Ms. Sara recently completed her term as the first female Board Chair of the Dingman Center of Entrepreneurship at the University of Maryland’s Robert H. Smith School of Business. Ms. Sara is also an Adjunct Professor of Marketing at the Smith School of Business. She is an angel investor, a mentor to startup CEOs through many incubators and accelerators, and a frequent author and conference speaker on topics related to entrepreneurship and business.

Ms. Sara holds her Bachelor’s degree from the State University of New York and her Master’s degree from the University of Maryland.

 

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About National Women’s Business Council

The National Women’s Business Council (NWBC) is a non-partisan federal advisory council created to serve as an independent source of advice and counsel to the President, the Congress, and the Administrator of the U.S. Small Business Administration (SBA) on issues of impact and importance to women business owners, leaders, and entrepreneurs. To learn more about NWBC, visit www.nwbc.gov.

ByNWBC Council

The National Women’s Business Council Announces the Appointment of an Executive Director

WASHINGTON, D.C., June 13, 2018 — The National Women’s Business Council (NWBC) today announces the appointment of Nina Roque as Executive Director.

Nina recently served as Special Assistant to the Secretary of Labor, R. Alexander Acosta, where her portfolio included apprenticeships and women in the workforce, among other policy initiatives. Prior to joining the Administration, she was the Director of Programs and External Affairs for the Congressional Hispanic Leadership Institute (CHLI), a non-profit, non-partisan organization that focuses on youth development and leadership, public service and corporate responsibility. Previously, Nina was an Associate Attorney at a law firm in Raleigh, North Carolina, where she represented employers. Nina also served as a Law Clerk at the North Carolina Industrial Commission, a quasi-judicial agency in the State of North Carolina. Nina holds a Bachelor of Arts degree in Political Science and Criminology from Florida State University (FSU), and a Juris Doctorate from Hofstra University School of Law.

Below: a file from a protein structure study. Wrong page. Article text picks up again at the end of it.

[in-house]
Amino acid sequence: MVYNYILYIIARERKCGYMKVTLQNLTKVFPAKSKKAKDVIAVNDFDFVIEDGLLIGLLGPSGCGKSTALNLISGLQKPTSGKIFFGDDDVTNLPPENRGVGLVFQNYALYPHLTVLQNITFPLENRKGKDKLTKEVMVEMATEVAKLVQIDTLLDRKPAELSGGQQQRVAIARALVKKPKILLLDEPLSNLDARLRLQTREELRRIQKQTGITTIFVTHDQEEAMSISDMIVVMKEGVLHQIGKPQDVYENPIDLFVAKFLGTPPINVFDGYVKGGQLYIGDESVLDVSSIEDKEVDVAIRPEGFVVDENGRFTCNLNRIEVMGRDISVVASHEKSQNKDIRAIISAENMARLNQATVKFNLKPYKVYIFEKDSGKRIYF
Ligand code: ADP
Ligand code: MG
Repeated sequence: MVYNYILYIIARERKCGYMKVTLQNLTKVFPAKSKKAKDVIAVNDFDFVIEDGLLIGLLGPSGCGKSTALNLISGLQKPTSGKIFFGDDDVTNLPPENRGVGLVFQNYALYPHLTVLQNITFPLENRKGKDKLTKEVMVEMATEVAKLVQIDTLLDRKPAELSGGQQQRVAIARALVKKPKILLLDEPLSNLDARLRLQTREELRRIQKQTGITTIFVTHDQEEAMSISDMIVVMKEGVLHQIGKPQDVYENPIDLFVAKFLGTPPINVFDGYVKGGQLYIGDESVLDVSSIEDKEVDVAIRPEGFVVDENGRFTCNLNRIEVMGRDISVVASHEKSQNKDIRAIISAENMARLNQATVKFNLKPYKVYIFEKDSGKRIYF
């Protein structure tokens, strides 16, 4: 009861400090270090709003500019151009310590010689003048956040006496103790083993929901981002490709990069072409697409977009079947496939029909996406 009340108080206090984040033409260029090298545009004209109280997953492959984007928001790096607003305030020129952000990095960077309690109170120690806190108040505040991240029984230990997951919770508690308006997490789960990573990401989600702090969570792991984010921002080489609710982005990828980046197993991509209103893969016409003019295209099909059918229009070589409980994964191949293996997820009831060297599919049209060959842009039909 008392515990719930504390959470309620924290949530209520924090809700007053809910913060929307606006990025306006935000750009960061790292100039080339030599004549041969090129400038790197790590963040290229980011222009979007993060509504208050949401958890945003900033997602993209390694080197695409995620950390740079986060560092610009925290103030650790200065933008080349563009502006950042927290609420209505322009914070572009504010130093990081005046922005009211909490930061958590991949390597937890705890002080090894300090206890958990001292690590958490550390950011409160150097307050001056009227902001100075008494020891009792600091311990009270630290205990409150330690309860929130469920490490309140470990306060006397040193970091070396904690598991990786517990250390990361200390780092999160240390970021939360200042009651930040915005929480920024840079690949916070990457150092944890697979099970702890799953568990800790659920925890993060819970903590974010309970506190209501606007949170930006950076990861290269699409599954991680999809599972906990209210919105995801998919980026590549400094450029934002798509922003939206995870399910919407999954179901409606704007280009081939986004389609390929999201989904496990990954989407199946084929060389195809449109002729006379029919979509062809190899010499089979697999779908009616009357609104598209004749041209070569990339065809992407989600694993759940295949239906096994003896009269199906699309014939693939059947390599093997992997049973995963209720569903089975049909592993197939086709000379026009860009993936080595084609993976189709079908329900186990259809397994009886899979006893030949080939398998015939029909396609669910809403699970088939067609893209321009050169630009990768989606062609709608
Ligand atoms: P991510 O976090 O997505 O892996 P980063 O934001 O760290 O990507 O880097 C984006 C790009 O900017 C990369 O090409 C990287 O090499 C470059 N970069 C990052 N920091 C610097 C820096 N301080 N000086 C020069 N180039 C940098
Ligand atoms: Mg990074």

Throughout her career in the public, private and nonprofit sectors, Nina has dedicated herself to the advancement of the American workforce. Nina is a second-generation Cuban-American, who is passionate about mentoring youth leadership, empowering the American worker to succeed, and fostering an economy that allows women entrepreneurs to thrive.

“It is an honor to join the National Women’s Business Council, the federal government’s only non-partisan, independent voice for women entrepreneurs,” Roque said. “I look forward to having the opportunity to work with the members of this Council and the millions of women business owners across this country, as we continue to empower women to succeed in business.”

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About NWBC
NWBC is a non-partisan federal advisory council created to serve as an independent source of advice and counsel to the President, the Congress, and the Administrator of the U.S. Small Business Administration (SBA) on issues of impact and importance to women business owners, leaders, and entrepreneurs. To learn more about NWBC, visit http://www.nwbc.gov.

 

ByNWBC Council

National Women’s Business Council’s Latest Report on Women Business Owners’ Access to Markets

The National Women’s Business Council analyzed data that impacts the ability of women entrepreneurs and business owners to access markets. 

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ByNWBC Council

The National Women’s Business Council Releases Reports on Success Factors for Women Business Owners’ Use of Crowdfunding

The National Women’s Business Council analyzed Kickstarter and Kiva data to identify the key determinants of success for women business owners and entrepreneurs.

WASHINGTON, D.C., March 27, 2018 – The National Women’s Business Council today released two new research reports commissioned to identify the key determinants of success for women entrepreneurs, which would facilitate a better understanding of the policy implications of crowdfunding and its promise for small business finance in the U.S. To do this, the Council examined two crowdfunding platforms, Kickstarter and Kiva.  Crowdfunding as a Capital Source for Women Entrepreneurs: Case Study of Kiva, a Non-profit Lending Crowdfunding Platform and Crowdfunding as a Capital Source for Women Entrepreneurs: Case Study of Kickstarter, a Reward- Based Crowdfunding Platform analyze the role of an entrepreneur’s/small business owner’s online social network and examine additional factors that may affect success rates in crowdfunding such as funding goal or length of campaign. Download the full reports and review other research on access to capital at http://www.nwbc.gov.

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ByNWBC Council

This Women’s History Month our Council Members share their inspiring entrepreneurial journeys.


microphone imageWhen it comes to building, running and growing your own business, our Council Members have learned a thing or two. Whether you are just starting out or are more established, entrepreneurship is not without its ups and downs. Starting a business on your own can be a challenging, exhilarating, exhausting, and yet incredibly rewarding experience
In honor of Women’s History Month, the NWBC Council Members would like to take the opportunity to share – in their own words – some valuable tips, insights and inspiration to what has enabled them to reach the levels of success they never thought possible.